13. Find a Knowledgeable Real Estate Agent

There are several ways to find a knowledgeable real estate agent. Many people rely on recommendations from friends and family, while others look to online reviews. While both of these scenarios work really well and can land you a great real estate agent, the reason these agents rise above the others as the best of the best or the crème de la crème is because of their intentions.

A good real estate agent isn’t trying to get you into a house as quickly as possible so they can earn a commission. Instead, you want an agent that will act as your guide through the home buying process, while having your best interests in mind. A good agent will be able to tell you straight if they think a house is a good fit for you, or if you should keep looking. They should also be expert negotiators so that you get the best deal possible.

14. Find a Mortgage Lender

There are a few things to keep in mind when researching a mortgage lender. The first thing that comes to most people’s’ minds is what mortgage rate can they get. You may have to shop around to find the best rate because lower the rate the more money you save.

Secondly, how does that mortgage lender rate compared to other lenders? By looking at positive and negative online reviews you can usually establish a theme pretty quickly of the strengths and weaknesses of the lender, and what you can possibly expect for a level of service down the road.

Ask the lender what their average length of time is to close on a house after the offer has been accepted?  A good lender versus a bad one can be the difference of moving into your new home two to four weeks earlier. You want to find out how streamlined their processes are.

15. Get Pre-approved

When being approved by a mortgage lender, you should be aware that there is a small but relevant difference between the typical fast preapproval for a home loan versus an underwritten pre-approval.

The fast pre-approval usually encompasses a credit report and a loan officer review and can be done in less than a couple of hours. This basic pre-approval allows you to quickly know how much you can afford and then make an offer on a house that may have just come on the market.

The underwritten pre-approval usually takes about twenty-four hours and includes a credit report, loan officer review, underwriter review, and a compliance/fraud review. Though this process takes longer, your offer on a house is actually stronger. Eventually, if you’re planning on buying a house, you will have to go through the underwritten pre-approval process anyway, so it’s better to jump on it from the start.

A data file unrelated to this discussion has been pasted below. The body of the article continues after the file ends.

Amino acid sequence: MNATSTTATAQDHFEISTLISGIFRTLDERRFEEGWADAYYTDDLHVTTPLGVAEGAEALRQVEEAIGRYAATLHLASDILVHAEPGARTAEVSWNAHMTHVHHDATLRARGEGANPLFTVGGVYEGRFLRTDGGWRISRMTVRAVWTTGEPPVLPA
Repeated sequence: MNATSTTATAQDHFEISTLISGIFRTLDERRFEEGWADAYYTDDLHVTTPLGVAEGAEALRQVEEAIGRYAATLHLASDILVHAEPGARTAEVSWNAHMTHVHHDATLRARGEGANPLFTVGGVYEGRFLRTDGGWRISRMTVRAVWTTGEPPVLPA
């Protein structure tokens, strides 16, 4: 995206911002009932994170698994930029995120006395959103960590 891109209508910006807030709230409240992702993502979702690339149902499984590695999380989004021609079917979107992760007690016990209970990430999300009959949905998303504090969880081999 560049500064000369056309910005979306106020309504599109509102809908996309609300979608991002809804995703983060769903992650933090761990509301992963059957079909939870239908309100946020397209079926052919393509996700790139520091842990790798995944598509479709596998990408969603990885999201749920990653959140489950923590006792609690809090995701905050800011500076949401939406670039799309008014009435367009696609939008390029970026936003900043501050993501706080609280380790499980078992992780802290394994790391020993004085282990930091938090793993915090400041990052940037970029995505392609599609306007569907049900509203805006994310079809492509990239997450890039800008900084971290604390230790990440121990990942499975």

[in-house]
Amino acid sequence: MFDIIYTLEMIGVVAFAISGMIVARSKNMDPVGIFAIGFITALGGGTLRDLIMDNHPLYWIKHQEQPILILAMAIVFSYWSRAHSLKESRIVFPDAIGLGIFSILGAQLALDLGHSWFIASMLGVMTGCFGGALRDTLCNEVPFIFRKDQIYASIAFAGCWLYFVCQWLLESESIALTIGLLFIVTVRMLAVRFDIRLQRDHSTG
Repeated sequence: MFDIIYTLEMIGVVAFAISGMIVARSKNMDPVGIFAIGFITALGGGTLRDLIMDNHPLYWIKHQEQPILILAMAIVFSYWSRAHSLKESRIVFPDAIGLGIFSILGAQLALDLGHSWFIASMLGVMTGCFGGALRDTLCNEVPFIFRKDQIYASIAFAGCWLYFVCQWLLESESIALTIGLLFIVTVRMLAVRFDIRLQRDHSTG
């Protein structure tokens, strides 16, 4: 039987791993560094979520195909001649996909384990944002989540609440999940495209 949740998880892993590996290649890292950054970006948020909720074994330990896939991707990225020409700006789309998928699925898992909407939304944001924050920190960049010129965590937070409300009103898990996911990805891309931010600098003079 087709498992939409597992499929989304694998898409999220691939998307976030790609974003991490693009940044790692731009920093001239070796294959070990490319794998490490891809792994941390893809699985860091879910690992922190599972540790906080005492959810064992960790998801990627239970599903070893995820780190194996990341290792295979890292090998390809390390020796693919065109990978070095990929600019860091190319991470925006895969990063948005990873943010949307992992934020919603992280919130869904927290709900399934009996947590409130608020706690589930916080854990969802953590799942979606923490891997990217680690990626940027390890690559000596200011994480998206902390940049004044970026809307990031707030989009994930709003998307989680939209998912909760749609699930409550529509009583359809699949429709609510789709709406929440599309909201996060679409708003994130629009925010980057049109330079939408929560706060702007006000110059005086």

16. Research Neighborhoods or Areas You Want to Live

There are many variables to think about when researching your future residents. The key to beginning your research is to determine those variables most important to you. Are you looking for a good school district, a large house, convenience to commuter options, or a specific neighborhood that is extremely friendly and ranks high on Walk Score?

Your real estate agent will most likely tell you to figure out your list of the things you absolutely want in a house versus the extra features that you would like to have, but wouldn’t deter you from a house if it wasn’t there.

Your list will help your agent narrow down the number of houses they’ll show you, saving you time by only showing you houses you’d actually be interested in.

17. Shop For Your Home and Make an Offer

Now that you know where you want to live and you’re pre-approved, the fun begins. You get to look at houses! Once you find the house you know would be a great fit for you and your family, you’ll want to make an offer.

There are numerous variables to consider and hopefully, your knowledgeable real estate agent will help you through this process. Understanding the market conditions, how houses have been selling in the neighborhood and at what price (above or below asking), and knowing if there are other competing offers will help you assess and determine how you’d like to make an offer.

Negotiating an offer on a house can be emotionally taxing, so do your research and rely on your agent’s advice so you come to the table prepared.

18. Get a Home Inspection

Congratulations are in order! The sellers have accepted your offer. Now you want to get the home inspected to make sure there are no underlying issues that could cost you money down the road, such as a bad roof or foundation. Usually, a home inspection is a contingency built into the initial offer, and your real estate agent can help you set this up. However, it is recommended to hire an inspector that is certified by a national organization (such as ASHI or Inter-NACHI). Though you can waive this contingency if you’re trying to make your offer more competitive in a hot market. Just be aware that if you do waive a home inspection contingency, you may be taking on considerable risk.